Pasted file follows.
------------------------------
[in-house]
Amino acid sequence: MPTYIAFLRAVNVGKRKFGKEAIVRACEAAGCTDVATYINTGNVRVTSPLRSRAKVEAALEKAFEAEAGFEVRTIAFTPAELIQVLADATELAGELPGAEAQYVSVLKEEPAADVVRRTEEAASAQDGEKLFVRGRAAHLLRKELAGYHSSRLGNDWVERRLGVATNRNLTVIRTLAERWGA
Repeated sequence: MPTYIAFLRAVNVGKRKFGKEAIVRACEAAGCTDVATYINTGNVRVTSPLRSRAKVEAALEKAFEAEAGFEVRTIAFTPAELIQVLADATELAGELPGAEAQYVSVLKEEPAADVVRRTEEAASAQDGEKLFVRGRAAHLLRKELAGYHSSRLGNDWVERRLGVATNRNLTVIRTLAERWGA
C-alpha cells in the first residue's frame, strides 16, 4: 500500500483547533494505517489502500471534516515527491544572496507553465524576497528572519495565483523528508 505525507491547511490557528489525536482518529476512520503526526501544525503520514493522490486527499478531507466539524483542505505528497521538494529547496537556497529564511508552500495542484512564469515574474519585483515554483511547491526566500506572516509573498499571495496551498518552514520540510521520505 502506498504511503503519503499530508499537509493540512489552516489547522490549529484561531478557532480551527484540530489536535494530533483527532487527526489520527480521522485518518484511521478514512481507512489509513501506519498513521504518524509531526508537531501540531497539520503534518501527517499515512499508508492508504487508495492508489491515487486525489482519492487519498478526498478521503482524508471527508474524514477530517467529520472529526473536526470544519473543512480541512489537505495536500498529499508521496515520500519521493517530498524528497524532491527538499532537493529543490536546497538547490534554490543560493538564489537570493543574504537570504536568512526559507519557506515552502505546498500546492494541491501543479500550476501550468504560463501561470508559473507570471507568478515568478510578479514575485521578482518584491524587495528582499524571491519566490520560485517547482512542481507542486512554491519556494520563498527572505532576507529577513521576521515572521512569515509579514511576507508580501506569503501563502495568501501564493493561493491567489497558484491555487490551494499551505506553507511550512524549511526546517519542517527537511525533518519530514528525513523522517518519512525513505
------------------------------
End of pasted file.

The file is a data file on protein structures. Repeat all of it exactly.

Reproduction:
[in-house]
Amino acid sequence: MPTYIAFLRAVNVGKRKFGKEAIVRACEAAGCTDVATYINTGNVRVTSPLRSRAKVEAALEKAFEAEAGFEVRTIAFTPAELIQVLADATELAGELPGAEAQYVSVLKEEPAADVVRRTEEAASAQDGEKLFVRGRAAHLLRKELAGYHSSRLGNDWVERRLGVATNRNLTVIRTLAERWGA
Repeated sequence: MPTYIAFLRAVNVGKRKFGKEAIVRACEAAGCTDVATYINTGNVRVTSPLRSRAKVEAALEKAFEAEAGFEVRTIAFTPAELIQVLADATELAGELPGAEAQYVSVLKEEPAADVVRRTEEAASAQDGEKLFVRGRAAHLLRKELAGYHSSRLGNDWVERRLGVATNRNLTVIRTLAERWGA
C-alpha cells in the first residue's frame, strides 16, 4: 500500500483547533494505517489502500471534516515527491544572496507553465524576497528572519495565483523528508 505525507491547511490557528489525536482518529476512520503526526501544525503520514493522490486527499478531507466539524483542505505528497521538494529547496537556497529564511508552500495542484512564469515574474519585483515554483511547491526566500506572516509573498499571495496551498518552514520540510521520505 502506498504511503503519503499530508499537509493540512489552516489547522490549529484561531478557532480551527484540530489536535494530533483527532487527526489520527480521522485518518484511521478514512481507512489509513501506519498513521504518524509531526508537531501540531497539520503534518501527517499515512499508508492508504487508495492508489491515487486525489482519492487519498478526498478521503482524508471527508474524514477530517467529520472529526473536526470544519473543512480541512489537505495536500498529499508521496515520500519521493517530498524528497524532491527538499532537493529543490536546497538547490534554490543560493538564489537570493543574504537570504536568512526559507519557506515552502505546498500546492494541491501543479500550476501550468504560463501561470508559473507570471507568478515568478510578479514575485521578482518584491524587495528582499524571491519566490520560485517547482512542481507542486512554491519556494520563498527572505532576507529577513521576521515572521512569515509579514511576507508580501506569503501563502495568501501564493493561493491567489497558484491555487490551494499551505506553507511550512524549511526546517519542517527537511525533518519530514528525513523522517518519512525513505